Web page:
In Manhattanite, his second book of poems, Aaron Poochigian takes on the role of American flâneur for the twenty-first century, drifting through the frenetic metropolis at a dreamer’s planetary pace. This collection is a celebration of exuberant melancholy, or melancholy exuberance, slick lyric cum urbane pastoral.
—A. E. Stallings (from the foreword), 2016 Able Muse Book Award judge, author of Olives
Like the shuttered diner that used to serve “Americana-for-the-budget-patron,” Manhattanite gives us the Manhattan of speed chess players in the park, tipsy tipplers tipping off the rooftops, the night sky bright with city light, tenants, tenements and supers. Aaron Poochigian is the poet in New York seeking a holy aura in the song of gunshots and spiral sirens, picking like a grizzled pigeon through stray newspapers, bottles, bags, and candy wrappers for a scrap of religion. Each poem is a tower growing out of our human filth and scraping the sky with sky-lines, and together they build a city of words. Put New York in your pocket. It’s inside this book.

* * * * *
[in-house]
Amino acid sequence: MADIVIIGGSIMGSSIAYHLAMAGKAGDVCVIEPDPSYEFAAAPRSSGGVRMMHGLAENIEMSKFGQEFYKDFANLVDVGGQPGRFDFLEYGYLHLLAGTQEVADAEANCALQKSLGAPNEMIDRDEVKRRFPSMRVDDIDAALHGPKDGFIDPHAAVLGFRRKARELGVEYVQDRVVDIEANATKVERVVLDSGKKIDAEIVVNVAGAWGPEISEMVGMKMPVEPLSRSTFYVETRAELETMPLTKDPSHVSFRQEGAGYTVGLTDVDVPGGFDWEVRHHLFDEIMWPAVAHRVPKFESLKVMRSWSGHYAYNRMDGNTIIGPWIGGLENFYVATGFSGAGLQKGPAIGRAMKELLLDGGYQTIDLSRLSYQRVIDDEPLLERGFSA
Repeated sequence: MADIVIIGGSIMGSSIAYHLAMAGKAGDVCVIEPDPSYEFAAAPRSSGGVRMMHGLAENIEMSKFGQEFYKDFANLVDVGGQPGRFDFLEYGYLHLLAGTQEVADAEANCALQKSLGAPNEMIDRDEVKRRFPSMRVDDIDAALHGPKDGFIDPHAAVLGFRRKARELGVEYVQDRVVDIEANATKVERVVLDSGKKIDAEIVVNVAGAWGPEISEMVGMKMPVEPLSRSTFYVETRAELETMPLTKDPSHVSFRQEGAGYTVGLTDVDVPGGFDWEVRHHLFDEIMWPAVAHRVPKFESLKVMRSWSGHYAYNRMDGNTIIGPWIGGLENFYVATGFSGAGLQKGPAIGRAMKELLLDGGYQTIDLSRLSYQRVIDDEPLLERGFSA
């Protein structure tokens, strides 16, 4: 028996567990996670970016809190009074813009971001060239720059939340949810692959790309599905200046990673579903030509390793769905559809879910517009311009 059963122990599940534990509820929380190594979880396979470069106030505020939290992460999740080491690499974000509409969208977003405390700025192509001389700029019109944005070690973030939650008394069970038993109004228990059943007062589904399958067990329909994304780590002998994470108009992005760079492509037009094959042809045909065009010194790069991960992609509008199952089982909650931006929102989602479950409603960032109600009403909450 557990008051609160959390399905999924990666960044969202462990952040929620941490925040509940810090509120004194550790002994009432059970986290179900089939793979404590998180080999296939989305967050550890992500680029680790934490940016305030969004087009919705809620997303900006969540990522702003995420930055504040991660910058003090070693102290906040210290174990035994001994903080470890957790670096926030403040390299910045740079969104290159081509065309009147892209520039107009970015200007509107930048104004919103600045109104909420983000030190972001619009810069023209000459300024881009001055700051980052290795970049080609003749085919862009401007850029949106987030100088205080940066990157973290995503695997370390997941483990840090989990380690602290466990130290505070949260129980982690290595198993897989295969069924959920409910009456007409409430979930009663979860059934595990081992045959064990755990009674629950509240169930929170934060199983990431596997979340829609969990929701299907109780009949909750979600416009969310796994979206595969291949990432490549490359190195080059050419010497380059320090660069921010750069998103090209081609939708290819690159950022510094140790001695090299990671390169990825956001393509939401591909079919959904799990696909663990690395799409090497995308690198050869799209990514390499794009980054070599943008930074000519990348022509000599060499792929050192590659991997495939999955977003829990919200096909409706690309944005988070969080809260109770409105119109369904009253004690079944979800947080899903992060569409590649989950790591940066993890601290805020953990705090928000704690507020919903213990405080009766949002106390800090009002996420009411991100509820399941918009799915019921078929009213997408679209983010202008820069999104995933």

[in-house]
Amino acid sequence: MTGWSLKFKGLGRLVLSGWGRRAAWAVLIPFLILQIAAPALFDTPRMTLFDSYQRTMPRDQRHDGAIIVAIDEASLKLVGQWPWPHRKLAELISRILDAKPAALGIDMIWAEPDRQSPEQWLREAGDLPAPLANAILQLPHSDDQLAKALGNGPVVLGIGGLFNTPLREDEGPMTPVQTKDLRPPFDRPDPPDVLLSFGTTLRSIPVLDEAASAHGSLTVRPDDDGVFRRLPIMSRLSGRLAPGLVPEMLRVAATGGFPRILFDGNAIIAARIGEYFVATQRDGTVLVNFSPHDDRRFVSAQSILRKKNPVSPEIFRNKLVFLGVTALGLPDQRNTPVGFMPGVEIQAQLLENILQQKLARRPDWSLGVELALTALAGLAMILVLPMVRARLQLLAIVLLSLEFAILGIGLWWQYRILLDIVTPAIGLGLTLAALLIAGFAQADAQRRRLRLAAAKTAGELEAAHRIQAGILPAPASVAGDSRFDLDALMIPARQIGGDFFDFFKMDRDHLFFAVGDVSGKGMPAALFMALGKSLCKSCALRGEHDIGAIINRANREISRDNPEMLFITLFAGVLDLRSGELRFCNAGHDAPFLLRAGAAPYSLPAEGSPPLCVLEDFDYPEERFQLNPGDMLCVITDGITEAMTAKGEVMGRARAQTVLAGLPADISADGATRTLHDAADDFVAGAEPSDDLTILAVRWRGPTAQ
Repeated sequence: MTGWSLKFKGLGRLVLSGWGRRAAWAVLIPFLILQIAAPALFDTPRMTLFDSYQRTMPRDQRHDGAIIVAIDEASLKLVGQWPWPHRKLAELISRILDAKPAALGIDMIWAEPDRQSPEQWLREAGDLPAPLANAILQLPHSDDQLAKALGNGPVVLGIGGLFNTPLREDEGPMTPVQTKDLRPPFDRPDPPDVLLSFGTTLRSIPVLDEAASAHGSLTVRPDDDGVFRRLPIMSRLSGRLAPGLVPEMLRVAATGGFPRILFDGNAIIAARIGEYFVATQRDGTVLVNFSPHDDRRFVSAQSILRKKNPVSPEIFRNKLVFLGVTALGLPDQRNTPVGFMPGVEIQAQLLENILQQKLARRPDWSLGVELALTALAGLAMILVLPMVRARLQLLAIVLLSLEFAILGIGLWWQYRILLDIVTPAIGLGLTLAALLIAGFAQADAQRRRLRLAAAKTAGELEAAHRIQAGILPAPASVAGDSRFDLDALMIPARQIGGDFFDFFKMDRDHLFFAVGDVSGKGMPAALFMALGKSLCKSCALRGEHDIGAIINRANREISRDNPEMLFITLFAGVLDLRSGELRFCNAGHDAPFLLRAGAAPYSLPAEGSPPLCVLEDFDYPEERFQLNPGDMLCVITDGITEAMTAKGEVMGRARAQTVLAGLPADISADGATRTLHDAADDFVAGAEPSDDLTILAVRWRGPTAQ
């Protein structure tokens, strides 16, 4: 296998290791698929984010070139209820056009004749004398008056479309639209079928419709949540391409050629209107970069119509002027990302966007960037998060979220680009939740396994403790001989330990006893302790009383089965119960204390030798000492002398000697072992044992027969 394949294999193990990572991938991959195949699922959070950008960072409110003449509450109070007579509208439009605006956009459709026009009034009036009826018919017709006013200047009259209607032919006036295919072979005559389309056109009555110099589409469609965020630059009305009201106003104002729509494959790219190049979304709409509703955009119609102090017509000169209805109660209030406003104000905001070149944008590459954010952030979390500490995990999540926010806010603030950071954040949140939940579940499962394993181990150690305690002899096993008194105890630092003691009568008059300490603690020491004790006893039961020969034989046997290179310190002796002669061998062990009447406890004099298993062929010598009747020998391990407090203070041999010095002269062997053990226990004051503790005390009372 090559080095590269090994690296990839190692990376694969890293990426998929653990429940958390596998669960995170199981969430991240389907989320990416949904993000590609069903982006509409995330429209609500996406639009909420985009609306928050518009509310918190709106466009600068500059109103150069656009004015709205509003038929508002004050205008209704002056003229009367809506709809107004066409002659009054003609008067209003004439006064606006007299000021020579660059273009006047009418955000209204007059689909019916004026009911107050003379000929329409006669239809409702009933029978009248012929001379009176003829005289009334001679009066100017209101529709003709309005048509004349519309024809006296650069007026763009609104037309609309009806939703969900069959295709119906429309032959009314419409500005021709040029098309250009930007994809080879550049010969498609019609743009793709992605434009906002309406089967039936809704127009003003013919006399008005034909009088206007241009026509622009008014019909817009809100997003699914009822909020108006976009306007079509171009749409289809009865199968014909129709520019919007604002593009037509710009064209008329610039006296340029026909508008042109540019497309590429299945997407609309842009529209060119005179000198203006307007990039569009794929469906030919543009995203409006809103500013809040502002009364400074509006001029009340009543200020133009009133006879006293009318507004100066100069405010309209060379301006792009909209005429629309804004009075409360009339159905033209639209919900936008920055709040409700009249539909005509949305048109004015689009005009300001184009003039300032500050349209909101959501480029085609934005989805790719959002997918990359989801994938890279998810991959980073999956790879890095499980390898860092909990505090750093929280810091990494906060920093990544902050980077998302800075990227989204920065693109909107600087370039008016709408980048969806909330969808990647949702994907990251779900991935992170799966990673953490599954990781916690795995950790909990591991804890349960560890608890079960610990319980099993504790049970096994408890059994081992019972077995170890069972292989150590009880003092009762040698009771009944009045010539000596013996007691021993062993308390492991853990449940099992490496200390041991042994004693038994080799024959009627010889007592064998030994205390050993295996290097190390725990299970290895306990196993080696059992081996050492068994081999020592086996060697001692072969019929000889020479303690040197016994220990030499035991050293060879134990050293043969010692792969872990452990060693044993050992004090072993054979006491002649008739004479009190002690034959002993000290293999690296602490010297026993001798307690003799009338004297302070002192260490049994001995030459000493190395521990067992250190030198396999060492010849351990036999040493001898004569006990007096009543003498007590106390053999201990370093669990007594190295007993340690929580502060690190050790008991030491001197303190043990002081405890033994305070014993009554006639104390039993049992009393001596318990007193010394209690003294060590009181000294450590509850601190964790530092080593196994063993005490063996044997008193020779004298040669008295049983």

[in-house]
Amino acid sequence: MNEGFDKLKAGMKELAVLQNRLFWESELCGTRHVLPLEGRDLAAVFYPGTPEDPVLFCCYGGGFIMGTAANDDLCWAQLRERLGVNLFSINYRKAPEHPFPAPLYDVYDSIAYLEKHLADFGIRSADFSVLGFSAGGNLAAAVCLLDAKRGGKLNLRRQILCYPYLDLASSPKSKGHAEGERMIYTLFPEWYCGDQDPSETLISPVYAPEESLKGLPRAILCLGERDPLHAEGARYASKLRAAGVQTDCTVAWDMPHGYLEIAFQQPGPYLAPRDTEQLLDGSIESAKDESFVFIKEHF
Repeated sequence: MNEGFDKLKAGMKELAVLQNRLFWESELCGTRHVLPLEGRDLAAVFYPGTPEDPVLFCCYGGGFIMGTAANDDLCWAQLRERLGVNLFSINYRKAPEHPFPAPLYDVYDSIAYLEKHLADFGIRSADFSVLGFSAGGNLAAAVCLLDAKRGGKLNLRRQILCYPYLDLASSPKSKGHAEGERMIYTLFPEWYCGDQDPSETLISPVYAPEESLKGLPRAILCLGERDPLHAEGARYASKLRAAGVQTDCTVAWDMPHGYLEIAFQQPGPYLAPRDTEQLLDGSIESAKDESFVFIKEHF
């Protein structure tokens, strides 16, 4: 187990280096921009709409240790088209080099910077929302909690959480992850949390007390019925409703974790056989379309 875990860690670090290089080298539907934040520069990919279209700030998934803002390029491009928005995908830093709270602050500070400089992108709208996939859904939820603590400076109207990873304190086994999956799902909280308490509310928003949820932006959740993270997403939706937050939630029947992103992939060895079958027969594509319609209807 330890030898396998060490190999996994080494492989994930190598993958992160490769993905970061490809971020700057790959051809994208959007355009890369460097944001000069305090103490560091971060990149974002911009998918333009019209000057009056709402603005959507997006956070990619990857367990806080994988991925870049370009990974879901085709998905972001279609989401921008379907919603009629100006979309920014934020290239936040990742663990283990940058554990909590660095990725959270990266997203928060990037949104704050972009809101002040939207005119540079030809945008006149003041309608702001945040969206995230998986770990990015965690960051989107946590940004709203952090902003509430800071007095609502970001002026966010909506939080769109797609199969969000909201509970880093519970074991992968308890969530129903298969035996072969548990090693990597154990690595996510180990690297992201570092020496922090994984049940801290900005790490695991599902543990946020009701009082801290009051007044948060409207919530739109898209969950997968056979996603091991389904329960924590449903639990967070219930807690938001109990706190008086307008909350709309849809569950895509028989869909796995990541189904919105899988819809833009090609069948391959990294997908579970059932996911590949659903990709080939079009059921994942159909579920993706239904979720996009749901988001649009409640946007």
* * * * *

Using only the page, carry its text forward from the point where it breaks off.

—Tony Barnstone, author of Pulp Sonnets
Reading Aaron Poochigian’s Manhattanite is a dynamic, kinetic experience. These poems travel at a fast clip, pulling you along through cityscapes, wastelands, and other vistas. Some of the poems tunnel downward, plumbing depths of mood and memory. Whichever way they move, Poochigian’s poems perform with such panache and brio that it’s hard to know whether to laugh or cry. I’d say do both—and keep reading. But be warned: this isn’t a feel-good book. It’s a fearless book.
—Rachel Hadas, author of The River of Forgetfulness
Thoreau once boasted that he had traveled widely in Concord; Aaron Poochigian’s title indicates that he has traveled widely elsewhere—in the one borough worth experiencing, through western deserts, aboard “an ultra-modern train/ lisping through French or German woods,” and in a Paris of naked bulbs and seedy cabarets. In all of these settings, he deftly choreographs his cast of nameless characters. The concluding lines of “Song: Go and Do It” (channeling both John Donne and The Intruders) claim, “I’ll still swear/ we could be happy anywhere.” One sure location of that “anywhere” exists between the covers of Manhattanite.
—R. S. Gwynn, author of Dogwatch